Monday, October 10, 2011

The Age of Tranquility and Peace, Heian Japan #3: The Fujiwara and the Poisoned Chrysanthemum, Fujiwara control of the emperor

I'm running a little late this week, but today, I present the third in my series on Heian-era Japan. If you have no clue what I'm talking about, just click here for a brief overview of the Heian era.


Despite the presence of a monarch who claims descent from a sun goddess, Amaterasu, much of Japanese history has been defined by emperors rather lacking in absolute power and the concordant ability to rule unchecked. Today, the current Japanese emperor spends much of his time involved in religious ritual and ceremonial procedures rather than phoning the prime minister to tell him how to run things. The evolution of the modern role of the emperor is outside the scope of this series, but we'll instead discuss the rise and fall of the emperor during the Heian period.

The Imperial Seal of Japan, a 16-petal  chrysanthemum, hence
why the sitting empire is sometimes referred to as sitting on the Chrysanthemum Throne

The Heian era began with the 50th Japanese emperor, Kanmu, moving the capital to Heian-kyo (present day Kyoto) in 794. This came only thirteen years after a previous capital move. It isn't that the emperor just liked to move, though. Instead, the second move, in particular, was reportedly motivated by political considerations. Buddhist temples and local aristocrats had become too influential, effectively limiting the emperor's power. By moving the capital, the emperor was attempting to refocus political power into the central government lead by him. 

Emperor Kanmu (737-806)
The government of Heian-kyo was a bureaucratic beast consisting of a governing council, many departments and many officials. Due to the complexity of both the governmental structure and the socio-political factors that went into becoming an official, we'll set that aside for now other than to note it was influenced by Tang-era Chinese government, and many elements that defined the Heian-era Japanese government were codified during the preceding Nara and Asuka periods (710-794 and 538-710, respectively).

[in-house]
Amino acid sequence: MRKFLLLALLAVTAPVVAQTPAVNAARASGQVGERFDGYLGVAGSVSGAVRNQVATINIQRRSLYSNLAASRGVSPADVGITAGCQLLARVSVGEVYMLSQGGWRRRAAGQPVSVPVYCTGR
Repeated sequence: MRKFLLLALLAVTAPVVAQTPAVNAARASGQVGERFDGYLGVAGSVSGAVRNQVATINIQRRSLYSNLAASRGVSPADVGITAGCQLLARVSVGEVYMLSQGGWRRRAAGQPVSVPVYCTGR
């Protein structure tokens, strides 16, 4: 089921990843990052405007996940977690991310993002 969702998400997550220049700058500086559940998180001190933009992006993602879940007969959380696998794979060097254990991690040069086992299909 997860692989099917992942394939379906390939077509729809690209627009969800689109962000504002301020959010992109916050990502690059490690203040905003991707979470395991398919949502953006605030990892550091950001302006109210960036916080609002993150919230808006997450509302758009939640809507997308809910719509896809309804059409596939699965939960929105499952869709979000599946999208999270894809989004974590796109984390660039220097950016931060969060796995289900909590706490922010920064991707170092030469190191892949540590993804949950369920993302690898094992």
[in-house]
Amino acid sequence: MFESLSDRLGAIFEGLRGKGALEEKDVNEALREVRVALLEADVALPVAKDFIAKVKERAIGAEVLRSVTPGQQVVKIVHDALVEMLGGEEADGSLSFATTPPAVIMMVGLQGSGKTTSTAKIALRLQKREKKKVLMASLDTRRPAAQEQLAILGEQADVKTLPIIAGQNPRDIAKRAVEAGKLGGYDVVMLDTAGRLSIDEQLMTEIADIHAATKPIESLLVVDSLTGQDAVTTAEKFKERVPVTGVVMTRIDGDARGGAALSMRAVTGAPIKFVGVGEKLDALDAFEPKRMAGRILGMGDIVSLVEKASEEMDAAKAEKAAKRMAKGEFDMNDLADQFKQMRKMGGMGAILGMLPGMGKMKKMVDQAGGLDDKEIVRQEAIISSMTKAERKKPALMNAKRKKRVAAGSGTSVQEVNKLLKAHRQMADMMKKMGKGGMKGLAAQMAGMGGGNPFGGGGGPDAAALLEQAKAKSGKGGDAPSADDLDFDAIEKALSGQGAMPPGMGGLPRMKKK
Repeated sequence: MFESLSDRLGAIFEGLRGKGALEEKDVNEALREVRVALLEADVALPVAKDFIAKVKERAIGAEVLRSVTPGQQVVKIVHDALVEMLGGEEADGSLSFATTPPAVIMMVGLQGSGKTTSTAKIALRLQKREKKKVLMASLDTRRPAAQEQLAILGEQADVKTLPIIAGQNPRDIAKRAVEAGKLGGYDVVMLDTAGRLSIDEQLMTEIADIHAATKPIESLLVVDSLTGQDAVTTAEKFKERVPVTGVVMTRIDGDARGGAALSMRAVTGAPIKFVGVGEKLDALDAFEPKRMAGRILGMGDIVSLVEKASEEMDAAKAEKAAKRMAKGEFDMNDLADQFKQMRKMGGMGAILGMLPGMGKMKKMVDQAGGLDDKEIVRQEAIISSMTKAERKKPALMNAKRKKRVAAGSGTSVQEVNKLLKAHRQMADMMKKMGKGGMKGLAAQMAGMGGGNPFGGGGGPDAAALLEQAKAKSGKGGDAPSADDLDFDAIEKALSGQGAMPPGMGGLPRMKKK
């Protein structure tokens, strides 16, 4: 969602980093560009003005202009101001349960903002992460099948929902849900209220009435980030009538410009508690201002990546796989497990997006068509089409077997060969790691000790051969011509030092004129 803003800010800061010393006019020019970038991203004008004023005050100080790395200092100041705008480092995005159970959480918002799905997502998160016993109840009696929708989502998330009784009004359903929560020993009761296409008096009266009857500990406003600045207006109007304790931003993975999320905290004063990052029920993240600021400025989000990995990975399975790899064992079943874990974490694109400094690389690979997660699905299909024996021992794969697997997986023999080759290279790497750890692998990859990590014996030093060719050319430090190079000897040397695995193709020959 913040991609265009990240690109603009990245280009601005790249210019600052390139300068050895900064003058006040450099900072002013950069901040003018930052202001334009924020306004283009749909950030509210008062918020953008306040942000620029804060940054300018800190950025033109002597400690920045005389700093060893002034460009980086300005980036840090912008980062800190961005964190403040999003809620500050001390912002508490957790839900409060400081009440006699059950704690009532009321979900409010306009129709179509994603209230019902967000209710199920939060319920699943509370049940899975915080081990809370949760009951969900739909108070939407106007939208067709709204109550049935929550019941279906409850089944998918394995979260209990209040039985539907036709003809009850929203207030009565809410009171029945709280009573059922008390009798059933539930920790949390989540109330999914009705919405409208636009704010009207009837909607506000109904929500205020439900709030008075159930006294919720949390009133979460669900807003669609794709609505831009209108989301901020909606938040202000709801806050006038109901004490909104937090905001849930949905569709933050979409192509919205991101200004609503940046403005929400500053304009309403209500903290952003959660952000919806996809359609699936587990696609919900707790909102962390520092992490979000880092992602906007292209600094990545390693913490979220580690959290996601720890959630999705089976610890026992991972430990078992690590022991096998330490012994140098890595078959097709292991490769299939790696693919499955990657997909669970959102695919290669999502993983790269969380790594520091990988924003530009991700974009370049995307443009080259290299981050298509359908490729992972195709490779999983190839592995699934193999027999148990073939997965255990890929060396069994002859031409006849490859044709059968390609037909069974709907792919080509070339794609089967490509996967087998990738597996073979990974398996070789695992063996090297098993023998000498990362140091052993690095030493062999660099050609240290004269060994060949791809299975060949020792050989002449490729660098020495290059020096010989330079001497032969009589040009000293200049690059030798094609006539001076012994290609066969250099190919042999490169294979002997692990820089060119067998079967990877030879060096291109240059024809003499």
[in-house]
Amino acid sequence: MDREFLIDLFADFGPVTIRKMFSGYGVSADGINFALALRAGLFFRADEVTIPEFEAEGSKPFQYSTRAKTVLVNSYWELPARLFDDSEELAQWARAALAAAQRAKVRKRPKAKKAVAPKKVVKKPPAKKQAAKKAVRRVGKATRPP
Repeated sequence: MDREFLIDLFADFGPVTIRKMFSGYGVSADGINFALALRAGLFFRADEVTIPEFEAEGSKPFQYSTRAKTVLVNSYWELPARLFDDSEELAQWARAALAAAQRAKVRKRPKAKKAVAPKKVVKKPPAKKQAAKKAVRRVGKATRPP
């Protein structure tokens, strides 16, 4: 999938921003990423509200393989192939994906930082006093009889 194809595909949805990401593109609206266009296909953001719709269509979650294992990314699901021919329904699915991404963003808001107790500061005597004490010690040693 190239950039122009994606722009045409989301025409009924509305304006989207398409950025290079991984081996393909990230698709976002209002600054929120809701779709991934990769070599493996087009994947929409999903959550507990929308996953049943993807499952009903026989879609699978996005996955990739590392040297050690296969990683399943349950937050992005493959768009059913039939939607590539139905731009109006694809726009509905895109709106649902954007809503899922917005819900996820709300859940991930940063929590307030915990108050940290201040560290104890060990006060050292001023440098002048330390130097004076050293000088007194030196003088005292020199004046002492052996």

The emperor sat onto his government. The mere existence of a bureaucracy already limited a lot of the emperor's power early on by limiting his ability to get things done easily and directly. Certain religious considerations also kept down a lot of the kind of pure terror that might keep certain people in line. Violence was considered to cause spiritual pollution, which, in turn, required purification. So, he couldn't exactly drag people into the palace to have their heads cut off and stuck on pikes to terrify his enemies.  One may laugh at my extreme example, but it's striking how many rulers in many lands (including Japan at different points in its history) basically preserved their power through monopolizing that sort of callous violence.

His daily routine was heavily influenced by religious ritual (particularly Shinto ritual) and so matters of spiritual purity were particularly important to the emperor. In fact, the emperor being so busy with daily rituals, both secular or otherwise, also limited his direct political influence. He simply didn't have time to micromanage the affairs of the government. 

Emperor Kanmu's efforts to reorganize the government and capital to tighten central power were also undermined by the machinations of the Fujiwara clan. The Fujiwara were a powerful aristocratic family that had been previously involved in disrupting the attempt of another powerful clan, the Soga, to consolidate control over the imperial government in the 7th century. By the time of the Heian era, Fujiwara were in many positions in the government. Many Fujiwara princesses had intermarried with the Imperial line since the Nara period.